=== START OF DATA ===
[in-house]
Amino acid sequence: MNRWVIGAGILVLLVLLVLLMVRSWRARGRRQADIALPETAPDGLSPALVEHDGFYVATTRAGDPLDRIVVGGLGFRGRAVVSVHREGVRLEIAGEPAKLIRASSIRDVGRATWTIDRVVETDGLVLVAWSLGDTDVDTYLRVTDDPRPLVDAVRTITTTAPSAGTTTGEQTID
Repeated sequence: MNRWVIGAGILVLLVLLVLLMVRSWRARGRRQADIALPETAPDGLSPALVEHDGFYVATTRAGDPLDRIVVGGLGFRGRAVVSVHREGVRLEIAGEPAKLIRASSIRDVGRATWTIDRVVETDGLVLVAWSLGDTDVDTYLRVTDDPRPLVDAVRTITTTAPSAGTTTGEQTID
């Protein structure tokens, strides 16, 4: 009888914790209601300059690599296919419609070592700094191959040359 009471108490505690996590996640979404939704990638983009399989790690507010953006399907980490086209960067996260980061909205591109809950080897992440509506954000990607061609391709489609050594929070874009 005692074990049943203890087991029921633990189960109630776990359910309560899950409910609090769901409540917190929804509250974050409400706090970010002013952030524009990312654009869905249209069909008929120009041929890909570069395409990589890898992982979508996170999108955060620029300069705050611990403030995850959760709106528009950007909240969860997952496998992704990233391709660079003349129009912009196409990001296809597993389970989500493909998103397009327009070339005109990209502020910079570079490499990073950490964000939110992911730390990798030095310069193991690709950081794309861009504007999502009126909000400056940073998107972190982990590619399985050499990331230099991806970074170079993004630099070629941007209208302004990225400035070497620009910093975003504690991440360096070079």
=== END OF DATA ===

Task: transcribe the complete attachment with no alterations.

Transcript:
[in-house]
Amino acid sequence: MNRWVIGAGILVLLVLLVLLMVRSWRARGRRQADIALPETAPDGLSPALVEHDGFYVATTRAGDPLDRIVVGGLGFRGRAVVSVHREGVRLEIAGEPAKLIRASSIRDVGRATWTIDRVVETDGLVLVAWSLGDTDVDTYLRVTDDPRPLVDAVRTITTTAPSAGTTTGEQTID
Repeated sequence: MNRWVIGAGILVLLVLLVLLMVRSWRARGRRQADIALPETAPDGLSPALVEHDGFYVATTRAGDPLDRIVVGGLGFRGRAVVSVHREGVRLEIAGEPAKLIRASSIRDVGRATWTIDRVVETDGLVLVAWSLGDTDVDTYLRVTDDPRPLVDAVRTITTTAPSAGTTTGEQTID
């Protein structure tokens, strides 16, 4: 009888914790209601300059690599296919419609070592700094191959040359 009471108490505690996590996640979404939704990638983009399989790690507010953006399907980490086209960067996260980061909205591109809950080897992440509506954000990607061609391709489609050594929070874009 005692074990049943203890087991029921633990189960109630776990359910309560899950409910609090769901409540917190929804509250974050409400706090970010002013952030524009990312654009869905249209069909008929120009041929890909570069395409990589890898992982979508996170999108955060620029300069705050611990403030995850959760709106528009950007909240969860997952496998992704990233391709660079003349129009912009196409990001296809597993389970989500493909998103397009327009070339005109990209502020910079570079490499990073950490964000939110992911730390990798030095310069193991690709950081794309861009504007999502009126909000400056940073998107972190982990590619399985050499990331230099991806970074170079993004630099070629941007209208302004990225400035070497620009910093975003504690991440360096070079």